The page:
10 dead-puck era players who would've been appreciated more today
From the 1997-98 season through the 2003-04 campaign, hooking, holding, and obstruction - plus silly rules like two-line passes - made it difficult to generate offense in the NHL. For those seven seasons, scoring peaked at 5.52 goals per game in 2000-01 and plummeted as low as 5.14 in 2003-04 (for reference, there were 6.04 goals per contest in 2019-20). Thus, those seven seasons are considered the dead-puck era.
During this time, skill and creativity were not encouraged like they are today. Big, slow defensemen who would've had no business in today's game were able to carve out long careers because they could use their sticks and hands to slow down smaller, speedier players.
This list will highlight 10 skaters from this era who would've benefited most from playing in today's wide-open speed game. Hall of Famers are omitted from this list, as their careers were recognized enough to be enshrined among hockey's greats - this means no Paul Kariya or Pavel Bure.
Additionally, only players who spent the bulk or primes of their careers in the dead-puck era were included. So, stars like Alexander Mogilny or Theo Fleury, who tore up the league in the early '90s, were not considered.
(Statistics are from the 1997-98 season through the 2003-04 season)
Palffy was not only one of his generation's most talented forwards, but one of the most underappreciated players of all time. He played on some porous New York Islanders and Los Angeles Kings teams, so he rarely received national recognition, playing in just 24 career playoff games (racking up 19 points).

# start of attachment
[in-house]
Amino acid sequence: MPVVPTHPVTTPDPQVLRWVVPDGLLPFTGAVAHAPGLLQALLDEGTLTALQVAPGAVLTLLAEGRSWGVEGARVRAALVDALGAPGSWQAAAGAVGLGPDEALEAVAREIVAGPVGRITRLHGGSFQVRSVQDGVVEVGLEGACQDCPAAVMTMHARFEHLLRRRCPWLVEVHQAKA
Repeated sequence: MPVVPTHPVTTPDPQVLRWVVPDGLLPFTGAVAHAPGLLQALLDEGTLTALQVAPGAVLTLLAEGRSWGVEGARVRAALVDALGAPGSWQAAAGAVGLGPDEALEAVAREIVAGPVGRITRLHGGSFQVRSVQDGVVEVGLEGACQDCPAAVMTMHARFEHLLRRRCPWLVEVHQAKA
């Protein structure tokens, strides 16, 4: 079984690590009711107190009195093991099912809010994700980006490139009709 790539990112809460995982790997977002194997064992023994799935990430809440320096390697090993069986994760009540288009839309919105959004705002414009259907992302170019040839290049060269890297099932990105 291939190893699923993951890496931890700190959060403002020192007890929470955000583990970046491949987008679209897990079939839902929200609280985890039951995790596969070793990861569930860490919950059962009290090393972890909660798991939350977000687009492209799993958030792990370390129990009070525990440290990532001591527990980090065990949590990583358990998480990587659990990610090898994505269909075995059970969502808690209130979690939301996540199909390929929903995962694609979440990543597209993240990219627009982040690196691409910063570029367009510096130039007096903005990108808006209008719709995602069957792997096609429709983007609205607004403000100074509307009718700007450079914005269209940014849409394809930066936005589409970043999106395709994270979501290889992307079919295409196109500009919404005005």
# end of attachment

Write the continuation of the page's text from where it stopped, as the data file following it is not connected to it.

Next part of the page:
The 5-foot-10 winger played 42 games with the Pittsburgh Penguins in 2005-06 before retiring due to a lingering shoulder injury at just 33 years old. He played in the Slovak league - which he tore up - in 2007, but never returned to the NHL. Even though his tenure in Pittsburgh was brief, he left a lasting impression on former teammate Sidney Crosby.
"Ziggy was unbelievable," Crosby said during an appearance on the "Spittin' Chiclets" podcast in August. "He just toyed with goalies, could just knock any puck down. You give him any pass, anywhere, he was incredible. So underrated for how good he was."
Demitra wasn't overly flashy, but he was so smart and skilled. He peaked in 2002-03, posting a career-high 93 points in his age-28 season. The Slovak winger capitalized a bit when the game opened up in the post-lockout era, but by then, he was on the wrong side of 30. Unfortunately, Demitra died in the 2011 Lokomotiv plane crash at just 36 years old.
Only three players had more points than Naslund during the dead-puck era: Jaromir Jagr, Joe Sakic, and Mats Sundin. The longtime Vancouver Canucks captain was particularly dominant right before the 2004-05 lockout, putting up 90, 104, and 84 points, respectively, in the three seasons prior.
Naslund was the main driver of the famed "West Coast Express" line, which also featured Todd Bertuzzi and Brendan Morrison. The Swede probably won't end up in the Hall of Fame, but he could've made a more compelling case had he received a chance to shine in a higher-scoring era.
Few players in league history have possessed as much raw skill as Kovalev. He was big, fast, could stickhandle in a phone booth, and had a rocket of a shot. Heck, he could even go top shelf with one hand. However, Kovalev drove many of his coaches mad with his inconsistent effort.
During his time with the New York Rangers, head coach Mike Keenan famously made Kovalev stay out for a five-minute shift as punishment for not changing lines when he should have, but he ended up drawing two penalties and scoring a goal.